Education in South Africa
All South Africans have the right to a basic education, including adult basic education
and further education. According to the Bill of Rights of the country's Constitution, the
state has an obligation, through reasonable measures, to progressively make this
education available and accessible.
South Africa has one of the highest rates of public investment in education in the
world. At about 7% of gross domestic product (GDP) and 20% of total state
expenditure, the government spends more on education than on any other sector.
Three bands of education
South Africa's National
Qualifications Framework (NQF) recognises three broad bands
of education: General Education and Training, Further Education and Training, and
Higher Education and Training.
School life spans 13 years or grades, from grade 0, otherwise known as grade R or
"reception year", through to grade 12 or "matric" – the year of matriculation. General
Education and Training runs from grade 0 to grade 9.
Under the South African Schools Act of 1996, education is compulsory for all South
Africans from the age of seven (grade 1) to age 15, or the completion of grade 9.
General Education and Training also includes Adult Basic Education and Training
(ABET), which is available to adults who want to finish their basic education.
Further Education and Training takes place from grades 10 to 12, and also includes
career-oriented education and training offered in other Further Education and Training
institutions – technical colleges, community colleges and private colleges. Diplomas
and certificates are qualifications recognised at this level.
The matric pass rate, which was as low as 40% in the late 1990s, has improved
considerably. A total
of 511 152 candidates sat the matriculation exams in 2012,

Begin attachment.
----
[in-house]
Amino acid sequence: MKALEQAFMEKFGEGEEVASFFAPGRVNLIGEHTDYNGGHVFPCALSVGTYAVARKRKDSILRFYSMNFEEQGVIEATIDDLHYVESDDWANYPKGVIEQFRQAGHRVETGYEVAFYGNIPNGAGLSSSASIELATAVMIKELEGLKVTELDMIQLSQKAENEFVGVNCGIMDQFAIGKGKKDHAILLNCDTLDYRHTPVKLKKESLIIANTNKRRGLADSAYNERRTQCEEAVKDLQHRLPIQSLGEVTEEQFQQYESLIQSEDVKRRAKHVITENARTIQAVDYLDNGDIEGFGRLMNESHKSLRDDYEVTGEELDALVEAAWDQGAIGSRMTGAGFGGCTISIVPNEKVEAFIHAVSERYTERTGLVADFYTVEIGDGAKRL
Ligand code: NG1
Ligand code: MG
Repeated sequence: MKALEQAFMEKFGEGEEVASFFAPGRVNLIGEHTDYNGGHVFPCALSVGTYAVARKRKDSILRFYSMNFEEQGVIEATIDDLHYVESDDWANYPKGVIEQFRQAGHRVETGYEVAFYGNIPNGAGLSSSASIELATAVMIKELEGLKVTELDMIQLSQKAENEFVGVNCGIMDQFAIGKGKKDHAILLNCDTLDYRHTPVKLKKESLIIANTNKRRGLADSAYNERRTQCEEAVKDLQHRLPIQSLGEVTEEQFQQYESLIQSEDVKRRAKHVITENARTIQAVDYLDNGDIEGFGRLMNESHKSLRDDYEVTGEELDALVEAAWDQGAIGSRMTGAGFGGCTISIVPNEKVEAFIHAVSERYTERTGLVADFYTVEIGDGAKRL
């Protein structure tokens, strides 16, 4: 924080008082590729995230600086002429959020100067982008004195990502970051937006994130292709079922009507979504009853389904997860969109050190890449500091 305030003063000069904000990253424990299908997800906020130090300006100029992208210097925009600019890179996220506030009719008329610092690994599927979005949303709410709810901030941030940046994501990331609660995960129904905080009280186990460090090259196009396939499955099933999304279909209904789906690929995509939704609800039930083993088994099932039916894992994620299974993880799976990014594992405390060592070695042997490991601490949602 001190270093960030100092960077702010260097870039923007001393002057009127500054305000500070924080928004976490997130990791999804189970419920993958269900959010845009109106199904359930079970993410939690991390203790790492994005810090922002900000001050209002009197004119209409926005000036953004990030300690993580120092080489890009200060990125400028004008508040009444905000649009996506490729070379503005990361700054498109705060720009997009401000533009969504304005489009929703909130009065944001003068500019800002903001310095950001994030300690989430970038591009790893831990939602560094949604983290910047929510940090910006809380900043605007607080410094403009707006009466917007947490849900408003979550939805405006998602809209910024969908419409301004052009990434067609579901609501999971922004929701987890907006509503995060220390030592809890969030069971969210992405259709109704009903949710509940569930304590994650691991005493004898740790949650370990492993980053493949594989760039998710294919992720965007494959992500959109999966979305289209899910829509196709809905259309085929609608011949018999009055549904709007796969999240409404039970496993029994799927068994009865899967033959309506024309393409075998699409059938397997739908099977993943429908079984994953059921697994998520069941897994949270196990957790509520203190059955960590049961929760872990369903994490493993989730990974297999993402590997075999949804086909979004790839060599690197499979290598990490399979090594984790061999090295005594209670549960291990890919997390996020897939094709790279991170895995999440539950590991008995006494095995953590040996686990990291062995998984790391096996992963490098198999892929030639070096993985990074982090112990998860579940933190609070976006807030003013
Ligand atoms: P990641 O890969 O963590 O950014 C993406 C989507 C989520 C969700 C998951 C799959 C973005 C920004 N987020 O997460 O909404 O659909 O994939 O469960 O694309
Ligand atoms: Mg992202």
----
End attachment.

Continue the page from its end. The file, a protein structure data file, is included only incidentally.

73.9% of whom passed. This is an increase of 13.3% since 2009 (60.6%).
Structure and responsibilities
Since 2009, the national Department of Education has been split into two ministries:
Basic Education, and Higher Education and Training. Each ministry is responsible for
its level of education across the country as a whole, while each of the nine provinces
has its own education department.
South African Communist Party secretary-general Blade Nzimande is the minister of
Higher Education and Training, while former Gauteng Education MEC Angie Motshekga
oversees the Ministry of Basic Education.
The Ministry of Basic Education focuses on primary and secondary education, as well
as early childhood development centres.
The Ministry of Higher Education and Training is responsible for tertiary education up
to doctorate level, technical and vocational
training, as well as adult basic education
It also oversees public and private FET colleges, which cater for out-of-school youth
and adults. The government aims to have 1-million students enrolled at colleges by
The split also saw the sector education and training authorities (Setas) move from the
Department of Labour to Higher Education, aiming to foster a more co-operative
approach to skills development.
The central government provides a national framework for school policy, but
administrative responsibility lies with the provinces. Power is further devolved to
grassroots level via elected school governing bodies, which have a significant say in
the running of their schools.
Private schools and higher education institutions have a fair amount of autonomy, but
are expected to fall in line with certain government non-negotiables – no child may be
excluded from a school on grounds of his or her race or religion, for